Originally posted on Thursday, November 07, 2013
Hong Kong based Small Tune Press, owned and operated by Beatrix Pang, plies some of the same waters as Lick Ink, that is, an interest in fostering the “artist book” format in Hong Kong and beyond. Focusing on the production of diminutive books and editions, Small Tune has thus far produced four limited edition booklets that range from the photographic (I Need To Be Physically Healthy Because My Mind Is Weak) to the poetic (I Dream Because I Don’t) to the subversive (Vanishing Point: How To Disappear in China Without a Trace).
Lick Ink recently conducted an interview with Beatrix to discuss her plans and ambitions.
Lick Ink: Why did you start Small Tune Press?
Beatrix Pang: The birth of Small Tune Press developed due to my continuing interest in sub-cultural publications. I always loved reading comics, zines, artbooks, etc. Small books are charming, especially with the experimental style and handmade touch. Whether they are books or zines, because of the small size and the intimacy of holding, reading and concentrating on them, that is, in my personal experience, a private communication with oneself and the book.
The biggest push for starting Small Tunes was being encouraged by a good friend, Susanne Bürner, who is an artist who came from Germany to Hong Kong in 2011 to do research for her book. We met after her exhibition opening at Experimenta Gallery (in Sheung Wan, Hong Kong). The first book produced by Small Tune Press was for Susanne’s project – “Vanishing Point: How to Disappear in China without a Trace”.
The advice given in “Vanishing Point: How to Disappear in China without a Trace” is partially the result of numerous discussions about the different roles of people in contemporary Chinese society; it also partially presents an adaptation of the original American text, published in 2006, as applied to the situation in contemporary China. The information in the manual is not complete, but rather, is a collection of practical advice which can be expanded and which should be discussed further in order to solicit potential content from contributors on the web.
The book was designed so that it can be easily carried around. Apart from being a manual, the publication can be seen as a travelogue of someone on the run, illustrated with the photographs of the Chinese provinces that one may pass through. This person is physically part of the world but has administratively vanished. They are in a permanent state of limbo between visibility and invisibility.
Lick Ink: Why did you choose the name Small Tune Press?
Beatrix Pang: There is a movie called Caves of Forgotten Dreams by Werner Herzog. I was totally touched by this scene in that movie,
especially by the sound produced by the experimental archeologist Wulf Hein when he plays a little Paleolithic flute made out of the bone of a vulture. The sound is so delicate and seems to come from very far away yet it also will go very far – it travels in time and space. My wish when I am working on Small Tune Press, is not only to make the books but also to evoke the spirit of that small tune.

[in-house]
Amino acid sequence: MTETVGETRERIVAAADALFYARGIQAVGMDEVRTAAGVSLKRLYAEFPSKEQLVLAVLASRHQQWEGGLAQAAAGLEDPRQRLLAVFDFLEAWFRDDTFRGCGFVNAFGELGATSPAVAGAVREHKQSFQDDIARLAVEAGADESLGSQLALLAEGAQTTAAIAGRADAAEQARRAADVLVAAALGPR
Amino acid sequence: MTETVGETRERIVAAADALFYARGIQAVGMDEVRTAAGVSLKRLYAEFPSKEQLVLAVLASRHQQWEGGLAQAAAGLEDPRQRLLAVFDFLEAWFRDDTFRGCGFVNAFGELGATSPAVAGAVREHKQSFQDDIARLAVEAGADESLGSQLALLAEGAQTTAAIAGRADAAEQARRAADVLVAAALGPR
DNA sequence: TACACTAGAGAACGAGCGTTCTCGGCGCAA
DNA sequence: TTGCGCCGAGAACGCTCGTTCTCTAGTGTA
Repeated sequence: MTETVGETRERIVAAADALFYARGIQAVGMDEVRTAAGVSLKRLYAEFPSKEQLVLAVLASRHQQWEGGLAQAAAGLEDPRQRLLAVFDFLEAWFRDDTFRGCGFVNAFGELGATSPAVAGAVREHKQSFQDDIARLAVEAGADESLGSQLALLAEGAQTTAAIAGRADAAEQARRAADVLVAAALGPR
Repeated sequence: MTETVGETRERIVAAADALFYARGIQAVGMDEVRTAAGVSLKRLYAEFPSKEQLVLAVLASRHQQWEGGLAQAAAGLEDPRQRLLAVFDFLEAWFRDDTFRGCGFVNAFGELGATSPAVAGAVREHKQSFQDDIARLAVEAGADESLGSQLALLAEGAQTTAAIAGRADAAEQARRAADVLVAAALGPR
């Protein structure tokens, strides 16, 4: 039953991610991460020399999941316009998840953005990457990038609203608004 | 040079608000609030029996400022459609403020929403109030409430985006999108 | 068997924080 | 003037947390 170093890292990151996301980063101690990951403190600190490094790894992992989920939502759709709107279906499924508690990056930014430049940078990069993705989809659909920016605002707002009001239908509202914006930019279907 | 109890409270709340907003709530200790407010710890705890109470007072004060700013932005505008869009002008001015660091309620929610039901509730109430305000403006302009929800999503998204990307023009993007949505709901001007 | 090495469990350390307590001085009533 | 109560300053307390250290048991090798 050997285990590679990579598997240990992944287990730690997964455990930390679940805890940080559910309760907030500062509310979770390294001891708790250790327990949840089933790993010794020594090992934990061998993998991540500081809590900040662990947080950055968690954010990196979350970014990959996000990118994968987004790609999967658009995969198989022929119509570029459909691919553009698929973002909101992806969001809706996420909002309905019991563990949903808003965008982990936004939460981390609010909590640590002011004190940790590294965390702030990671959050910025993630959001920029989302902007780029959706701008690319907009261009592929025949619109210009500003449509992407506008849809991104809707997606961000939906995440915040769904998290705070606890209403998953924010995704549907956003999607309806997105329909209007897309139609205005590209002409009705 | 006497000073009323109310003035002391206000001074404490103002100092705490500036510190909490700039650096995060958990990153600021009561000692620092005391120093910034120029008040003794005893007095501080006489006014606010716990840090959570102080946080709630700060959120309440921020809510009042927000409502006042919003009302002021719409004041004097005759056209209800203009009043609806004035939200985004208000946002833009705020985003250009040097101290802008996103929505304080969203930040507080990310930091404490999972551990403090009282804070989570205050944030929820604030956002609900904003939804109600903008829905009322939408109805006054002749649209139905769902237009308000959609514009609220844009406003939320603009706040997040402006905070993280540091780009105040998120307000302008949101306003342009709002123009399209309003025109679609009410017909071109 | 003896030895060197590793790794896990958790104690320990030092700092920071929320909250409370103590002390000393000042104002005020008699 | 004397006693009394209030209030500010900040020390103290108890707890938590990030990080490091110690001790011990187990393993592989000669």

Lick Ink: How do you decide what to publish (which artists/types of art)?
Beatrix Pang: Since 2012, Small Tunes has developed its projects starting with artist friends. I did not intend to define a particular type of art or artists to collaborate with, but photography is the primary medium I work with, just because I have been pursuing photography for quite a long time. One of the advantages for me working with people I know well is we have a foundation of knowing each other personally and being familiar with each other’s artworks. So we take a shorter road to get to the destination.
Otherwise, so far in my experience, I have encountered some amazing and wonderful spirits and sparkling energies. I think developing Small Tune Press is a mind-connecting-with-mind project. The artist/author and I enjoy the whole process of working together and exchanging ideas. I believe new ideas and good results will be generated as long as there is openness and trust.
Additionally, my particular interests are in something subcultural, something unconventional, unspectacular, but something that genuinely represents Hong Kong culture and phenomenon. For instance, I have an as yet unpublished project called Incredibly Bad Taste HK 1.0. that I originally thought of starting as a collection of observational photos placed on Instagram. These images will be photographs of my own and other participants in which we find moments or phenomenon in our daily life that reflect the theme of Bad Taste in Hong Kong
Lick Ink: Is Hong Kong a good place/environment for your business?
Beatrix Pang: Hong Kong is a place where I have the opportunity to do enough trial and error so I can gain enough experience to make the right connections and to look for resources to develop Small Tunes. Especially since this is my birthplace where my people are from and I have a lot of personal memories and emotions, so all that generates inspiration and energy. All of that provides a good background to support Small Tune Press in order to grow and to expand, especially considering that independent art publications are a surprisingly new species here, so there is a lot of room to develop and to create fresh perspectives.
Lick Ink: What are your ambitions for Small Tune Press?
Beatrix Pang: Not speaking on personal ambition, I think we just need more people to participate in both working and reading in this field, to open up a bigger platform in order to initiate discussion and in order to make exchanges with both local people as well as people from other nations and cultures. In many ways, there are still a lot of stories from Hong Kong that need to be explored, told and documented. I think at this point, making books as an art form can express ideas on a personal as well as a social level.